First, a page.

Somewhere in the middle is ideal. It's hard to find, but generally when any given dyad has a healthy balance of trust, then both parties are being trustworthy and offering trust in the other - hopefully at equal or appropriate intervals.

Reestablishing trust after losing it or having the other person do something untrustworthy is difficult. Rigid boundaries (which are sometimes required, but not all times) happen when someone shuts the person out completely. This might be necessary if the other person continues to harm or doesn't have a way to manage his/her behaviors well enough to provide safety in the relationship. But other times, forgiveness or second chances can happen where one is truly working at correcting their behaviors and showing that they are trustworthy without demanding trust from the other. Both parties work on reestablishing trust with one another, which sometimes works and sometimes doesn't. Flexible boundaries are allowed when it is safe to proceed in reestablishing trust, and it allows the relationship to be flexible. Not all situations deserve that though, so it is important to note that rigid boundaries are called for in some circumstances.

Too loose of boundaries involve giving ourselves away, making sacrifices, or becoming doormats. For the "martyrs" of the world, this might feel good or make someone feel that they are "good," but it can damage relationships, too. It's one thing to trust too much so as to give a person a chance to learn what love and acceptance is, regardless of their behaviors, but it's another thing to be a doormat. Flexible boundaries would state that the relationship can continue under some healthy conditions, and those conditions are stated and agreed by both parties, not just one party doing all the boundary settings. It's important for both people to have a voice, and to have a healthy balance of give-and-take.

--This is how I interpret healthy boundaries, and the time and need for loose boundaries and rigid boundaries. This is how I link boundaries to trust.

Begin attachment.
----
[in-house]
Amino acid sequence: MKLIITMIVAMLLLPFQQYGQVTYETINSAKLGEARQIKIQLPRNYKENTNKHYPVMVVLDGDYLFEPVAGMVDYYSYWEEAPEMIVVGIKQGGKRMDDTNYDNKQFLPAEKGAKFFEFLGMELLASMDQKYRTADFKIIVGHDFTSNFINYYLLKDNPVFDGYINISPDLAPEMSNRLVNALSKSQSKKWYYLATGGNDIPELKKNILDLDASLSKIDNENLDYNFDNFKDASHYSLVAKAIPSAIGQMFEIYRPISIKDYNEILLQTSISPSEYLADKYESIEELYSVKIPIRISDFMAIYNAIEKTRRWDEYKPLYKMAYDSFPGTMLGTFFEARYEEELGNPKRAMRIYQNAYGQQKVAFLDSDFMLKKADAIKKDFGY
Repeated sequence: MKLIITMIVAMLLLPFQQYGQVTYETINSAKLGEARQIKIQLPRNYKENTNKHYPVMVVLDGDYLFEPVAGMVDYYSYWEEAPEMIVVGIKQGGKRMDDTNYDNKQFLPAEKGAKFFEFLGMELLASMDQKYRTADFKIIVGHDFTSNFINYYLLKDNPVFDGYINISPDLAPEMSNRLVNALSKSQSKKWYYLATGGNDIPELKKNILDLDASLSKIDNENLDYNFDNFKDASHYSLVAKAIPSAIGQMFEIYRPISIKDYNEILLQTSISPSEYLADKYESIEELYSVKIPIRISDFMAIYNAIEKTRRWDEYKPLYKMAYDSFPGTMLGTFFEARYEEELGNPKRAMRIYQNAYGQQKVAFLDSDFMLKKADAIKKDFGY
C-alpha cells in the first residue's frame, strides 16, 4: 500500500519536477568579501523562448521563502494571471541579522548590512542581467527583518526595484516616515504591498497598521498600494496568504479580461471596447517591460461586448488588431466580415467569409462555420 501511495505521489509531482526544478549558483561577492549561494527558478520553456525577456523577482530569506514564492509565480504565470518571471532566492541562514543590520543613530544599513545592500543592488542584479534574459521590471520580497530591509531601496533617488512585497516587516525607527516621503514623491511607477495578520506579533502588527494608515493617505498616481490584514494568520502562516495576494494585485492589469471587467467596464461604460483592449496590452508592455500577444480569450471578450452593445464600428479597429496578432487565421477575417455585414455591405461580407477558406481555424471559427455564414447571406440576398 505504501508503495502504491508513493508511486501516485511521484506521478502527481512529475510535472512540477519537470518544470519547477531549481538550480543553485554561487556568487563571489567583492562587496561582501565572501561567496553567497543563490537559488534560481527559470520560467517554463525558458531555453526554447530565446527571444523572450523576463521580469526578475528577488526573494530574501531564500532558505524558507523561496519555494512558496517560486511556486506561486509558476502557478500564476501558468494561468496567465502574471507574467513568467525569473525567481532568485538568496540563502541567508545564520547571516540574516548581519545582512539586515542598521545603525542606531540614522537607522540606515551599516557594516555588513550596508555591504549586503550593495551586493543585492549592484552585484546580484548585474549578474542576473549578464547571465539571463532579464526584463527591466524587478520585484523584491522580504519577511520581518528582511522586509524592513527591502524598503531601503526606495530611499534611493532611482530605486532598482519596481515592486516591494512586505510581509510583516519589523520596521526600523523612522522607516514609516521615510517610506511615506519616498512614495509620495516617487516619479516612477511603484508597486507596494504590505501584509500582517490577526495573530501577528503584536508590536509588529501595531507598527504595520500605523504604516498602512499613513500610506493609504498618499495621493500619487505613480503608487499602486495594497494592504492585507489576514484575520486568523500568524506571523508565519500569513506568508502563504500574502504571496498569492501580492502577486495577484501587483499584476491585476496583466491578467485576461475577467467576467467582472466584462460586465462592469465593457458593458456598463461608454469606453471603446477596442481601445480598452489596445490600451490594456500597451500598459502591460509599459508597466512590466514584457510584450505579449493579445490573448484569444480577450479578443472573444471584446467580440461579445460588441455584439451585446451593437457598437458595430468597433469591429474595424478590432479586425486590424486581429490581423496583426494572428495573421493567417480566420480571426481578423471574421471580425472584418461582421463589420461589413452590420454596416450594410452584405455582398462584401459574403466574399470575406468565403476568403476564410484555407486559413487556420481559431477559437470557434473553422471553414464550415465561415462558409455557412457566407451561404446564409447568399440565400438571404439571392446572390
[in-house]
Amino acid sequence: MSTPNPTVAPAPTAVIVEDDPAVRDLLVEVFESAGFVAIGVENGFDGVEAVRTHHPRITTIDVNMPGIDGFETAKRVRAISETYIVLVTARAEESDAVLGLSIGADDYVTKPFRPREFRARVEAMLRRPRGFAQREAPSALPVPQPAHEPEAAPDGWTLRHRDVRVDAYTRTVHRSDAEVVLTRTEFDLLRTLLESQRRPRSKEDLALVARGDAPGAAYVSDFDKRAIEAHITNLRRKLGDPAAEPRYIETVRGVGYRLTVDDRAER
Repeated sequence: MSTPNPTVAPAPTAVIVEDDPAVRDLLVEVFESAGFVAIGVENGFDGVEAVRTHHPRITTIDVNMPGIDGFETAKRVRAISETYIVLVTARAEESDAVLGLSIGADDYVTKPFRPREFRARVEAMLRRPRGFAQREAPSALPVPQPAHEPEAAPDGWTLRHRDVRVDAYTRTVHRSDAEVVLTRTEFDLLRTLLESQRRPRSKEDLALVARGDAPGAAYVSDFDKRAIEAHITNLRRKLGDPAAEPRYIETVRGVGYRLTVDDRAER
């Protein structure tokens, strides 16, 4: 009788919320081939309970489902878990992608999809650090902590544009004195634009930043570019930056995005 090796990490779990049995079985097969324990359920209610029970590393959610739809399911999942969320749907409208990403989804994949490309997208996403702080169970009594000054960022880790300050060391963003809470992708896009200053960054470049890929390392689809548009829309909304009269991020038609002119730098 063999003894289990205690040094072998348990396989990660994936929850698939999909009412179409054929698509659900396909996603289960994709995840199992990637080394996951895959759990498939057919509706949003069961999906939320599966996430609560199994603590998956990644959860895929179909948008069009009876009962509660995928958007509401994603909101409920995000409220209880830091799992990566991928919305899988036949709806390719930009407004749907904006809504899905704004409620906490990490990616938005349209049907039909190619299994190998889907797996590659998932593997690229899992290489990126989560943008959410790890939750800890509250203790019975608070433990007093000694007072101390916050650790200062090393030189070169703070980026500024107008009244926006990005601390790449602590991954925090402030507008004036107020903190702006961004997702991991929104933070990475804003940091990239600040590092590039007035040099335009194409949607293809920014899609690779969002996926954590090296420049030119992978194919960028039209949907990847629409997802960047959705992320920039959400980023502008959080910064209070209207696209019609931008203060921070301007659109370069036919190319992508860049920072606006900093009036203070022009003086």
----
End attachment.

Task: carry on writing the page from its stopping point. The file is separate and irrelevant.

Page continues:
I'm hoping that more people here can offer additional tips on trust and boundaries.
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Old 11-09-2019, 04:54 PM   #7
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Default Re: Know the difference between rigid and loose boundaries

Quote:
Originally Posted by Blknblu View Post
The story of the Three Bears and Little Red Riding Hood. The porridge was too hot, too cold, or just right.
Landing in the warmer side would be better, perhaps.
I love this story

I prefer warmer
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Old 11-09-2019, 04:57 PM   #8
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Default Re: Know the difference between rigid and loose boundaries

The problems with therapy and medicine. (irl) I have great difficulty trusting these, they haven't earned my trust. And others of the same name have hurt and even abused me.
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Old 11-09-2019, 05:00 PM   #9
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Default Re: Know the difference between rigid and loose boundaries

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The problems with therapy and medicine. I have great difficulty trusting these, they haven't earned my trust. And others of the same name have hurt and even abused me.
(((safe hugs))) Fuzzybear. I am sorry you were hurt and abused by those people.
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Old 11-09-2019, 05:01 PM   #10
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Default Re: Know the difference between rigid and loose boundaries

Quote:
Originally Posted by lightly toasted View Post
Thanks for sharing the article, Lilly.

This struggle to find the grey area of boundaries is particularly difficult for those of us with mental illness. I know I for certain have spent all my life either being the doormat (which is very lonely) or also lonely, in the isolation of rigid boundaries.
(((safe hugs))) lightly toasted. I am sorry you struggle with those things. I do, too.